Flexible vehicle ownership

Flexible vehicle ownership

August 31, 2023

Capturing value in an evolving competitive landscape

The European mobility market is shifting towards a more flexible model of vehicle ownership. Short-term services and flexible ownership models such as leasing, rental and subscription are gaining importance, providing attractive growth rates and potential revenue pools for market participants – from traditional OEMs and leasing companies to digital platforms. How do regional markets differ in terms of their dynamics? What is the competitive landscape like? And where do the challenges and sweet spots lie for market players? We examine the facts behind the hype.

Female hand unlocking car with smart phone.

Flexible ownership models for vehicles are growing more and more popular across Europe. Also known as Car-as-a-Service (CaaS) models, they are part of the larger trend towards "no worries" usage models seen across many industries. A number of factors draw today's consumers to such models. Thus, the relatively recent emergence of electric vehicles of various types (xEVs) has created uncertainty about which car technology will ultimately win out. This makes potential purchasers reluctant to own an expensive asset that might rapidly depreciate in value.

Economic and regional dynamics

The current economic environment across Europe is pushing potential vehicle owners towards more flexible models, too. Economic uncertainty forces consumers to think very carefully about any investment they may be considering: Today's consumers are more hesitant than in the past to make long-term commitments to big-ticket items. Given the size of the outlay required, monthly payments rather than outright purchases may be an attractive alternative.

The dynamics of the European market differ by region. Southern Europe lags far behind on electrification, due partly to lower disposable incomes making electric vehicles unaffordable for households, and partly to the region's slow progress building charging infrastructure . In both Spain and Italy, for example, the convenience offered by flexible ownership, coupled with a push by market players to access lower-income consumers, could be the key to getting the market moving.

A changing competitive landscape

To offer flexible ownership models, companies must carefully orchestrate different capabilities: manufacturing, infrastructure (especially for battery charging ), financing, insurance, maintenance and remarketing. Today, different players cover different parts of the value chain. But many are trying to build on their core capabilities and customer base to expand into other parts of the value chain. New players are also continually emerging in different parts of the value chain, offering specific flexible ownership models. Over time, the competitive landscape will evolve and several winning models will likely exist side-by-side.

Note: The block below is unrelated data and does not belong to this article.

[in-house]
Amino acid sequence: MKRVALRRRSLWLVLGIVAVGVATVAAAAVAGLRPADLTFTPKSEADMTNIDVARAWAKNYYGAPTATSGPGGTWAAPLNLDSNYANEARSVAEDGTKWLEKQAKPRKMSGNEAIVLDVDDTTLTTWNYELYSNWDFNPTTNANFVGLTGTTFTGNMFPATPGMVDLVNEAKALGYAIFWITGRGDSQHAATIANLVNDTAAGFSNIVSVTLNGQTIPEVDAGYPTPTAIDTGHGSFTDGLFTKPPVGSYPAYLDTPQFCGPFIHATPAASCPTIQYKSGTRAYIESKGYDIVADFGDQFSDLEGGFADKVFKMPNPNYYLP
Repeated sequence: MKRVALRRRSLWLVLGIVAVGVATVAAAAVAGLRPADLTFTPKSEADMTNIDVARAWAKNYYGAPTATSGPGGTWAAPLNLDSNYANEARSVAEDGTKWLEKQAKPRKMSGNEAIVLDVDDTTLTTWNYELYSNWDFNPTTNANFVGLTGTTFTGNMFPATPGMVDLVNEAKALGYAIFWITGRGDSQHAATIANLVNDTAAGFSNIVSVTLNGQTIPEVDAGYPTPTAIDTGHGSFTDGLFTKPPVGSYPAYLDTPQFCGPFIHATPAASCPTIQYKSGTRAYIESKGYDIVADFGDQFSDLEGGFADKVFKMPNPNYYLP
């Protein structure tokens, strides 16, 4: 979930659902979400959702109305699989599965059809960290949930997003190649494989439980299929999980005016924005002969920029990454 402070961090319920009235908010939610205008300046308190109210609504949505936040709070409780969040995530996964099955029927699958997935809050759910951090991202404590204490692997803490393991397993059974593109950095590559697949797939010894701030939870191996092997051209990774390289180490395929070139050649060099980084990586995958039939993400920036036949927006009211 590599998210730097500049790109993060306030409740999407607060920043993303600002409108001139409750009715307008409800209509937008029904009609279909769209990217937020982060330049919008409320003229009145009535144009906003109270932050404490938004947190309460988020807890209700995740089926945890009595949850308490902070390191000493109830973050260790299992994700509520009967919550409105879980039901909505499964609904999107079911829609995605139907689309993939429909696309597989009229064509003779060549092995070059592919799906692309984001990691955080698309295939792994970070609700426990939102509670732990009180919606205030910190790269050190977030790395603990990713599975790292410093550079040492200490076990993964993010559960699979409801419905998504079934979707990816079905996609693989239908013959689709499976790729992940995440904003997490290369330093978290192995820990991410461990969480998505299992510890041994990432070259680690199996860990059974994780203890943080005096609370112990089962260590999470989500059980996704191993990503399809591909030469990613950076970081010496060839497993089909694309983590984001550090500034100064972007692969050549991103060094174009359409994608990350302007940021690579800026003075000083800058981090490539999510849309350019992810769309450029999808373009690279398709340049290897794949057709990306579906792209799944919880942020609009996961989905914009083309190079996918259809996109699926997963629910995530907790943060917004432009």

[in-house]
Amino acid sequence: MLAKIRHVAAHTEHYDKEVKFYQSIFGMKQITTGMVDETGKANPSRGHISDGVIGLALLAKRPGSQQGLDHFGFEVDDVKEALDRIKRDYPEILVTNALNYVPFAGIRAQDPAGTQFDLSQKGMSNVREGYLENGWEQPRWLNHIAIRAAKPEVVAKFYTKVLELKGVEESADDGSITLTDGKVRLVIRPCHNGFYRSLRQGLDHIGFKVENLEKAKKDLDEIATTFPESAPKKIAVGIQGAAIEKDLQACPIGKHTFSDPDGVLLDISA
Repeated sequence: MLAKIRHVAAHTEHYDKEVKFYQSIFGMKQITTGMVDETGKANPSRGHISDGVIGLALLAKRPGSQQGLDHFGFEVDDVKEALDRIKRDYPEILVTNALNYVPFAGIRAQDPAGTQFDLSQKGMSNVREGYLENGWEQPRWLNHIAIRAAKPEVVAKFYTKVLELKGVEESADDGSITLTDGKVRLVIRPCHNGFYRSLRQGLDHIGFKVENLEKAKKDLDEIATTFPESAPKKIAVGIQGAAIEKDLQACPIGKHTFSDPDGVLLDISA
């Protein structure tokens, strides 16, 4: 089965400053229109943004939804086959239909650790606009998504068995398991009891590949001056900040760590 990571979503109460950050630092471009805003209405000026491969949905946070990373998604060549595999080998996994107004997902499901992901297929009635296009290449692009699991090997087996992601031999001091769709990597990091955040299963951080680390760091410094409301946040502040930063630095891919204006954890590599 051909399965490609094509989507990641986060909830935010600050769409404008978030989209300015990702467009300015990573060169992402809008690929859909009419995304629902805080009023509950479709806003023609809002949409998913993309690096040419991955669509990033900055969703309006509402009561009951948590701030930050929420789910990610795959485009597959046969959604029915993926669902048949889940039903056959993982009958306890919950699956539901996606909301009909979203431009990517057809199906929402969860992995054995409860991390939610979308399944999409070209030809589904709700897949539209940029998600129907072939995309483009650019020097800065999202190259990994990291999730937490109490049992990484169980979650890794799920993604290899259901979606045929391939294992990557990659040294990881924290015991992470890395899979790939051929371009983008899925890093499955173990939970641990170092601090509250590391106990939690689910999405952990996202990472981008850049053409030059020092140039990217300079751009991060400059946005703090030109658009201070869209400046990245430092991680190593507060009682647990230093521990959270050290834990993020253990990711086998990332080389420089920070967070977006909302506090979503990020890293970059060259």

For incumbent OEMs, the changes in the market mean increasing competition from new mobility players, especially in the B2C segment. In their core area of new vehicle sales, once the current vehicle shortage is over, increasing competition on battery electric vehicles (BEVs) and the growing share of sales to fleets will eat into OEM margins. In their other major margin pool – the sale of spare parts – greater competition with independent aftermarket players and the lower maintenance needs of BEVs will also reduce margins. Flexible ownership is therefore a very interesting opportunity for OEMs to benefit from new profit pools further down the value chain in the B2C segment.

Financial services companies have several options for capturing value at their disposal. Some players may find their way into the business by leveraging their broad customer base. Banking groups, which have long been involved in auto financing, can exploit this point of contact, for example. Banks are seeing a decline in traditional credit financing and at the same time losing control of the customer interface, as OEMs take charge of the entire selling process from initiation to financing. In response, many are now stepping up their involvement in flexible ownership by means of mergers and acquisitions, joint ventures, or simply expanding the positioning of their established businesses. Adapting their value proposition and offering new forms of vehicle ownership both preserves their historical business and generates new growth levers.

For pure subscription players, the most important question is how to move from the startup phase to building a sustainable, profitable business model at scale. No one-size-fits-all solutions exist here; recommendations will differ depending on the player's specific situation. Overall, however, any player wishing to benefit from new profit pools in this market should now shift from a defensive to an offensive approach, given the rapid expansion of flexible ownership.

Want to find out more?

To find out how Roland Berger can help you benefit from new profit pools in the flexible vehicle ownership market, stay tuned and expect our European flexible ownership market study. In the meantime, you are very welcome to contact one of our automotive and financial services specialists to discuss your business opportunities.

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